sell or exchange session at our monthly meetings, and this session has proved not only a very popular one, but also a very valuable one to our members.


Considerable time was devoted to investigating the pros and cons of establishing a vocational guidance and employment bureau Richmond. After many months a plan was drawn up and our bureau was opened. Already a number of boys have been placed in positions, and it is fully expected that as time goes on more will avail themselves of the facilities placed at their disposal. We know that this service is a most important one, and it is hoped that other branches of the Movement will recognise this and take some action to establish a bureau in their parish. In ‘ furthering the spiritual education of members, arrangements were made for the Rev. Fr. Lockington to give a series of illustrated lectures on “The Ma s,” and these lectures have taken place over the past year. Recently we arranged public speaking and writing classes, and these take place every Monday night and are conducted by Fr. Lockington. At the completion of this series it is our intention to form a debating class. We have also established a Buying Club, and it is hoped that this will develop into a Cooperative Store. Our last service to be established was the machine shop. This was our biggest concerted effort, and has opened up a new avenue of thought for our educational authorities. Only those who have had something to do with enterprises of this_ kind have any idea of the difficulties and obstacles and apathy which have to be overcome in realising a plan such as ours was. It is hoped that this work will be an inspiration to other parishes similarly situated, and teach all Australians the lesson of standing on their own feet and sticking their own backs into a problem instead of lying down and asking “why the Government” or somebody else “doesn’t” do something about it.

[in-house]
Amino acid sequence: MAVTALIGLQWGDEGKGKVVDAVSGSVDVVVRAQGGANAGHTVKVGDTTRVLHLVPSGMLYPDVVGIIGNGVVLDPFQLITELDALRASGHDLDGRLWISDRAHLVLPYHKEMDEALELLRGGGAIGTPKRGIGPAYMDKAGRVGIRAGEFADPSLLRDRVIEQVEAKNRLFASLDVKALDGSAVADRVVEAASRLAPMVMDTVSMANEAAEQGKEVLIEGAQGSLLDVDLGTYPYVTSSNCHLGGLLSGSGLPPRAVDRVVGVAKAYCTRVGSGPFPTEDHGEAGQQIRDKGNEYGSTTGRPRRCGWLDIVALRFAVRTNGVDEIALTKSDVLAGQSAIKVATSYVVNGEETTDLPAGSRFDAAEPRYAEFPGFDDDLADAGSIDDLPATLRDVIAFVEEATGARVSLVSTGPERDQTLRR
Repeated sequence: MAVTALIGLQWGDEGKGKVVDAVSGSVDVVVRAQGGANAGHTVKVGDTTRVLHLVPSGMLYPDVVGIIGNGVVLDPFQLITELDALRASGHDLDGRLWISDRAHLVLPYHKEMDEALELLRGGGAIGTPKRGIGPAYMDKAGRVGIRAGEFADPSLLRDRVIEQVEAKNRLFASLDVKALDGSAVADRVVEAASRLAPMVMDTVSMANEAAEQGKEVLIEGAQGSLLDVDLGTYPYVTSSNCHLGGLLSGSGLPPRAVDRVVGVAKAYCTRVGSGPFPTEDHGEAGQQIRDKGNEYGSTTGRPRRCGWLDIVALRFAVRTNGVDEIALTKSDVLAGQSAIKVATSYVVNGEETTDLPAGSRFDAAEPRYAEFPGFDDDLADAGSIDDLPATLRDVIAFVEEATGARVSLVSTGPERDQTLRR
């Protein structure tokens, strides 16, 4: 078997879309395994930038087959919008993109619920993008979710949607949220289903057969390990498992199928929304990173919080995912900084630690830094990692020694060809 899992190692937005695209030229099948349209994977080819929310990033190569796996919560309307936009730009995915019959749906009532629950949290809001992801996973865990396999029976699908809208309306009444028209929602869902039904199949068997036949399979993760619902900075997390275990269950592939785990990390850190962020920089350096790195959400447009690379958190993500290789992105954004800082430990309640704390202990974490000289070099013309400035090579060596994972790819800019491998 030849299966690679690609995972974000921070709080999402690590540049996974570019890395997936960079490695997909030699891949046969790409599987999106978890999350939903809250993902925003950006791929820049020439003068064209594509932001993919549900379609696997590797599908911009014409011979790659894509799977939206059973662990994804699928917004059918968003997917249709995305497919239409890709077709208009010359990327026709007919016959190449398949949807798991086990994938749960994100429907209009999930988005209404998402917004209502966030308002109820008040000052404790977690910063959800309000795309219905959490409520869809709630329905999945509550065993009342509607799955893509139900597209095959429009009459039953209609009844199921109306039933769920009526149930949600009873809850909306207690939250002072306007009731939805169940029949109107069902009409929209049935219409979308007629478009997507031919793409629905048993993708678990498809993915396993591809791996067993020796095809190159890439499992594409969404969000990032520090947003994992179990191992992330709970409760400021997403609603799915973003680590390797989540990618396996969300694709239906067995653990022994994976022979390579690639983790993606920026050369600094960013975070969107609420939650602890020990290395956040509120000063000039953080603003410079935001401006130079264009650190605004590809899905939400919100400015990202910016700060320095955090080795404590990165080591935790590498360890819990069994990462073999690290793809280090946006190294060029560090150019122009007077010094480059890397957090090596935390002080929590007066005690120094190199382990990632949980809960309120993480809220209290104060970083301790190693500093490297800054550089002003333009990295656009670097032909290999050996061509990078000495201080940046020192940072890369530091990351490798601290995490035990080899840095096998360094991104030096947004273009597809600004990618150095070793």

The equipping of the machine shop which we established for our Catholic youth at Richmond cost a little over £1200. Judging by \he poor response forthcoming from our Catholic populace tc the appeal supported by his Grace Archbishop Mannix, on the opening day, it is apparent that very few Catholics realise the value of this machine shop to our youth, and just how many souls will be kept within the true fold by giving them a chance to make good and keep out of the “dead-end” job. We are left with the tremendous financial burden of £1000, and it is hoped that some of our good friends who can so easily afford to do so will recognise the value of this wonderful venture and forward donations to R. J. Donovan, 113a Richmond-terrace, Richmond, E.l; or to the editor, “The Advocate.” The machine shop can be inspected at any time. In conclusion, we feel that with numbers steadily increasing —we now have 220 members— the Richmond branch will be able to carry out -further new projects in the future. But no branch can afford to relax. If we want this Movement to spread throughout the whole of” Australia, we must work and fight unceasingly. The responsibility for our expansion cannot rest upon the efforts of any one person. Individually, we pan do little. Organised, we can do much to restore Christ to the workers, and restore the workers of Australia to Christ.

Lad at work in the machine shop of the Trades School, conducted by the Richmond branch of the National Christian Workers’ Movement.


The National Christian Workers’ Movement (The Advocate, Wed 28 Aug 1946) (Trove)